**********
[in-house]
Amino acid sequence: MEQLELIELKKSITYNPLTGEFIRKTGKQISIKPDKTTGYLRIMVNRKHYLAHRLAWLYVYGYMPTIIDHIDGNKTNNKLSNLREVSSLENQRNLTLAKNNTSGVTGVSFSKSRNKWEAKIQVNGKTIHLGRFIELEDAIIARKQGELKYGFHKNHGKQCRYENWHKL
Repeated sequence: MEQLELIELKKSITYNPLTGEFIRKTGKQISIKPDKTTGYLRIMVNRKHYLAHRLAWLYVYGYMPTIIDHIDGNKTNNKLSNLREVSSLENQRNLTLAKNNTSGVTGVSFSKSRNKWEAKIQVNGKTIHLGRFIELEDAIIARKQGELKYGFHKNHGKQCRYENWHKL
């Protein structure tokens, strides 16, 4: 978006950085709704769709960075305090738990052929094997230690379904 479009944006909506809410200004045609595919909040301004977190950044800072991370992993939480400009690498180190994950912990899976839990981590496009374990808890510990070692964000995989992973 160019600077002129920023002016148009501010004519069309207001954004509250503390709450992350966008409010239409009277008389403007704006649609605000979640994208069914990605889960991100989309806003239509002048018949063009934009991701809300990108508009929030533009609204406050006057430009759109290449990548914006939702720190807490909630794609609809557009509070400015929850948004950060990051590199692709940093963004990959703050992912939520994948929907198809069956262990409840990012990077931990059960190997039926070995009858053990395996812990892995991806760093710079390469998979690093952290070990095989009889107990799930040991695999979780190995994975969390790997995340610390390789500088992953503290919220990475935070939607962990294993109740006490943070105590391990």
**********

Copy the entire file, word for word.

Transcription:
[in-house]
Amino acid sequence: MEQLELIELKKSITYNPLTGEFIRKTGKQISIKPDKTTGYLRIMVNRKHYLAHRLAWLYVYGYMPTIIDHIDGNKTNNKLSNLREVSSLENQRNLTLAKNNTSGVTGVSFSKSRNKWEAKIQVNGKTIHLGRFIELEDAIIARKQGELKYGFHKNHGKQCRYENWHKL
Repeated sequence: MEQLELIELKKSITYNPLTGEFIRKTGKQISIKPDKTTGYLRIMVNRKHYLAHRLAWLYVYGYMPTIIDHIDGNKTNNKLSNLREVSSLENQRNLTLAKNNTSGVTGVSFSKSRNKWEAKIQVNGKTIHLGRFIELEDAIIARKQGELKYGFHKNHGKQCRYENWHKL
């Protein structure tokens, strides 16, 4: 978006950085709704769709960075305090738990052929094997230690379904 479009944006909506809410200004045609595919909040301004977190950044800072991370992993939480400009690498180190994950912990899976839990981590496009374990808890510990070692964000995989992973 160019600077002129920023002016148009501010004519069309207001954004509250503390709450992350966008409010239409009277008389403007704006649609605000979640994208069914990605889960991100989309806003239509002048018949063009934009991701809300990108508009929030533009609204406050006057430009759109290449990548914006939702720190807490909630794609609809557009509070400015929850948004950060990051590199692709940093963004990959703050992912939520994948929907198809069956262990409840990012990077931990059960190997039926070995009858053990395996812990892995991806760093710079390469998979690093952290070990095989009889107990799930040991695999979780190995994975969390790997995340610390390789500088992953503290919220990475935070939607962990294993109740006490943070105590391990």